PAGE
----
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Real estate record and builders' guide: v. 77. no. 1974: January 13, 1906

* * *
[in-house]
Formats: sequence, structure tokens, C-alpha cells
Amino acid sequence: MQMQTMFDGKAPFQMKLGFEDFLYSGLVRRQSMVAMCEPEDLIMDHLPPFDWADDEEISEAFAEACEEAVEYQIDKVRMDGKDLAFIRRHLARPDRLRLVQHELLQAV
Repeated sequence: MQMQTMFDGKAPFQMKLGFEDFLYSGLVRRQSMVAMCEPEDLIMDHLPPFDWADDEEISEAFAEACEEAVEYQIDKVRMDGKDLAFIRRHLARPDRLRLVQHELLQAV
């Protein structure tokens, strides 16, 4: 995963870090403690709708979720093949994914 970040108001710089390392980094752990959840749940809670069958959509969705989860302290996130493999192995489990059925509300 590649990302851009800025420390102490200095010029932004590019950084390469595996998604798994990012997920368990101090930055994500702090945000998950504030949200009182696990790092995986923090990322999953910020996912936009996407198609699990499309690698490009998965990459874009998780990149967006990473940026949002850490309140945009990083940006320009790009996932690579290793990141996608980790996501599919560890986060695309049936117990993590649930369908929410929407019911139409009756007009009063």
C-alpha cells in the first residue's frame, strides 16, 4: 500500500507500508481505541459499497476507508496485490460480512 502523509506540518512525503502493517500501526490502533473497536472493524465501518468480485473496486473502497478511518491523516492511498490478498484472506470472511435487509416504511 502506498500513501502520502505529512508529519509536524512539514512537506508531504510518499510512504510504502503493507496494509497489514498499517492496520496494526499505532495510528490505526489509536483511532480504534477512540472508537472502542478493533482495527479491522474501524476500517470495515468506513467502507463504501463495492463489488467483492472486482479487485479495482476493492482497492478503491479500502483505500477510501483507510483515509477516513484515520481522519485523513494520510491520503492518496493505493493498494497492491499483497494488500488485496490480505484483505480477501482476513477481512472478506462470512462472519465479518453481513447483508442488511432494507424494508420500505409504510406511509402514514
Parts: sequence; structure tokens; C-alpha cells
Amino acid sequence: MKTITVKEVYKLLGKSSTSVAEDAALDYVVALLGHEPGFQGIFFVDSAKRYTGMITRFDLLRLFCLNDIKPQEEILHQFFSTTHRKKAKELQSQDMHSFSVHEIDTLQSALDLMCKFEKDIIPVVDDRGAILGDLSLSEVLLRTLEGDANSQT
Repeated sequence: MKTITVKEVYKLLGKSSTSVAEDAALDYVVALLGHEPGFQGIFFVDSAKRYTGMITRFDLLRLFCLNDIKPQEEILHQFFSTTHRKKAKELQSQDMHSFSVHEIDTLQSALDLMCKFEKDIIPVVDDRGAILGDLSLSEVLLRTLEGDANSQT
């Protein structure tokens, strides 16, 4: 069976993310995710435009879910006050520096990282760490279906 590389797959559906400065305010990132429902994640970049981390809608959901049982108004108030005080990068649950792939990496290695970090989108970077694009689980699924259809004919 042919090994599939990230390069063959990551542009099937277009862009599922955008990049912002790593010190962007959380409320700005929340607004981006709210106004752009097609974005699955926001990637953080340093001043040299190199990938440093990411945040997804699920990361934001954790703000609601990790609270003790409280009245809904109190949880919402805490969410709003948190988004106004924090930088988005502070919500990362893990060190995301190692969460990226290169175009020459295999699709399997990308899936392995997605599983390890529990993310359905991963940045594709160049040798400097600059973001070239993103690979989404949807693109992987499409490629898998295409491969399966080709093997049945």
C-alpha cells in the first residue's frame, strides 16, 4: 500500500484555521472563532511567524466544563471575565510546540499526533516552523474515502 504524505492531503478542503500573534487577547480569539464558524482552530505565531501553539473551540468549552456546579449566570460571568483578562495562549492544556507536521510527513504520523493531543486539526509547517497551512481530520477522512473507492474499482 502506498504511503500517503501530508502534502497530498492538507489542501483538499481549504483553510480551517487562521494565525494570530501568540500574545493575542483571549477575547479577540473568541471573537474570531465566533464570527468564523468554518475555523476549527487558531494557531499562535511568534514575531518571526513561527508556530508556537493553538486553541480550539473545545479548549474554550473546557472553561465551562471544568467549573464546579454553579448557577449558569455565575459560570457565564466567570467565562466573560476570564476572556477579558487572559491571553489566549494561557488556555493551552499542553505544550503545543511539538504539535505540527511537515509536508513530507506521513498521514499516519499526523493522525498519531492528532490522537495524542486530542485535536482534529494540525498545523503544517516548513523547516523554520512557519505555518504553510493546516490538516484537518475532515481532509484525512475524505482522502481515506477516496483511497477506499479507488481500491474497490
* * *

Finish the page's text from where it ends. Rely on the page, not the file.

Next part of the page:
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January 13, 1906 RECORD AND GUIDE 47 E5TABUSHED^MWV;H2l'-i^l868. DE^'tED ID f^LEsTAJI.B^llLDl^'G TJ^RofiTEcrrui^E.HouseholdDECORAnwi. Bi/sii/ESs AifoThemes ofGeKeivI- Interest. PRICE PER YEAR IN ADVANCE EIGHT DOLLARS Published eVery Saturday Communications should be addressed to C. W. SWEET. 14-16 Vesey Street, New York Telephone, Cortlandt 3157 "JSnlei-ed at the Post 0.ffice at Wew York, N. Y.. as second-class mailer." Vol. LXXVIL JANUARY 13, 1906. No. 1974 INDEX TO DEPARTMENTS. Advertising Section, Page, Page, Cement.....................xxv Law.......................xl Clay Products..............xxiv Machinery....................iv Consulting Engineers..........v Metal Work................xxi Contractors aud Builders,., .viii Quick Job Directory.........xxix Electrical Rea! Estate...................xiii Fireproofing..................ii Roofers and Roofing Materials, .x Granite....................xxvi Stone.....................xxvl Heating....................xxii Wood Products...........xxviii Iron and Steel..............xx IT looks as if the bull speculation jn stocks, which has been under way, with certain Inevitable set-backs, for a year and a half, is now reaching its culminating stage—the stage at which stocks are distributed to the public at the highest possible level. During all this period there has been a larger or smaller par¬ ticipation by the public in the market, but for the most part the campaign has been carried on by certain bold and wealthy professional speculators, who were strong and capable enough to carry on such a huge operation. These men accumulated long lines of stocks at lower levels, and they have counted upon gradually attracting enough following among the non-profes¬ sional speculators to enable them to sell their stocks at much higher prices. They seem to be succeeding in this attempt. Recently the genera! public participation in the market has been largely increased, and it is apparent that stocks are being distributed in considerable quantities. How much longer the distribution can take place is doubtful, but it does not seem as if it can continue very much longer. The people who buy with¬ out judgment are also easily scared, and if the market turns against them they sell in a panic. There is no indication that such a stage has been reached yet. The market may continue active and on the whole advancing for some months to come; but it is well to keep In mind that the pendulum is approach¬ ing the end of its swing. That it will react as far as it did in 1903 there is no reason to suppose, because enormous strides have since been made in increasing and establishing the values of leading railroad and industrial securities; but the time is not far distant when it will be the wise course to accumulate money in the bank in the expectation of being able to buy stocks con¬ siderably cheaper. THE veal estate market has lost none of its accustomed activity during the past week, but Its only noticeable feature has been the increasing number of sales of vacant property on Washington Heights for improvement. These sales are not only more numerous than they have been recently, but they are more numerous than they were at the same time last year. It is apparent that the erection of apartment and tenement houses on the Heights will proceed at a more rapid rate during 190G than it did during 1905. In 1905 the amount oi: money spent upon the Heights and on the upper East Side was approximately equal; but in 1906 the latter section is likely far to surpass the former. Indeed, it will not be many years before almost all the new tenement-house building in Man¬ hattan will take place on the Heights, There is comparatively little vacant land remaining in Harlem and on the Bast Side available for improvement. In these districts existing dwell¬ ings will be frequently replaced by tenements; but this process is necessarily a slow one. As to the West Side the unimproved land which remains is for the most part so high-priced that it will have to be improved with fire-proofed apartment houses; and there is not room for the construction of many such build¬ ings in one year. Washington Heights and Inwood are the most available sections, and they will be built over with re¬ markable rapidity. • The building machinery of iVIanhattan, which has been working over a much wider area, wil! be more largely concentrated upon one section, and it will dotibtless effect the expenditure of between ?30,000,000 to $40,000,000 each year in this neighborhood. THE Tax Department has found it possible to add a very large sum to the total assessed valuation of real estate in the city of New York, The net increase in the total amounts ■ to over 5480,000,000, which is much larger than that of the two preceding years, and has been surpassed in the previous history of the city only when the general percentage of assessment was raised in 1902. The expansion is the result chiefly of the general increase in price, which has taken place in the value of vacant land on the outskirts of the city. It is true that an enormous building movement was In progress in 1905, but the money spent in building during the past year has not served largely to Increase the assessment roll which has just been opened. The new buildings, which are now assessed for taxa¬ tion for the first time, are most of them buildings which were completed in the winter of 1904-5, and such buildings probably do not account for much more than one-fourth of the whole in¬ crease. The other three-fourths is due to the rise iu the price of the land itself; and this fact is clearly proved by the way in which the $480,000,000 of additional assessed value is pro¬ portioned among the several boroughs. The Bronx shows the largest proportional increase of about $84,000,000, or 30 per cent., and not over $30,000,000 of this can be traced to new buildings, Brooklyn comes next with almost $119,000,000 of increase, or about 13 per cent,, while Queens is a close third, with $17,000,000 of increase, or 12 per cent. The percentage of increase in IVIanhattan is only 7; but the total is $258,000,000, and of this not more than $75,000,000 can he traced to new buildings. The rest of it is due chiefly to the augmentation of ground values which has taken place in Harlem and on Washington Heights. Of course the part of Fifth avenue de¬ voted to the retail trade and the adjacent side streets has also contributed many millions of dollars to the total; but it will be found that the major portion of it has been derived from vacant land, which has been increased in value by the operation of the Subway. THIS large Increase in assessed valuations should have two very desirable results. It will probably mean a small de¬ crease in the tax rate, and it will certainly mean also a corre¬ sponding enlargement of the city's power of borrowing money. The second of these results is a matter of prime Importance. It will mean that the debt margin will amount on July 1st to over $100,000,000, and out of this sum it should be possible to devote, if necessary, $30,000,000 to new rapid transit construc¬ tion. This sum is not as large as it should be, but it will be 'sufficient to enable the Rapid Transit Commission to proceed with the construction of a municipal subway system, provided it cannot obtain sufficiently favorable terms from private cor¬ porations, and provided the Legislature grants to the Commis¬ sion the necessary power. Moreover it is extremely probable that during the next few years the assessed valuation of real estate will be increased by a sum almost, if not quite, as large as tbe increase of the current year, and in this case it should be possible to appropriate every year $15,000,000 to sub¬ way construction. With this amount of money at its disposal, the Commission could build subways almost as fast as is de¬ sirable, and certainly no better investment could be made of the city's money. On the other hand, if none of the enlarged borrowing capacity is necessary for subway construction, a regular appropriation should be made by the Board of Esti¬ mate towards the carrying out of some comprehensive plan of street improvements. This all-Important matter goes over from year to year, and absolutely nothing is accomplished in reference to it except talk. Whole sections of Manhattan, now neglected, could be made much more active and valuable by the opening up of a few connecting streets and by the widening of others already in existence. When will New York have an administration which attaches proper Importance to a thorough¬ going improvement of the plan of the city? THE prospects for a repeal of the mortgage tax are, if any¬ thing, better than they have been. There was nothing in the Governor's message to encourage the opponents of the tax; but, on the other hand, there was nothing, aa might have been feared, to make their cause entirely hopeless. The Gover¬ nor adopted distinctly an apologetic attitude in reference to the operations of the mortgage tax law. He did not claim that the law had been a success from any point of view. He only claimed (1) that it was an improvement on the former mettiod of taxing mortgages under the property tax, and (2) that the new tax had not been in operation long enough to give it a fair chance. There would be something in this first contention, pro¬ vided the only alternative to assessing mortgages under the general property tax. was the existing annual tax of one half of one per cent., but Inasmuch as the alternatives of total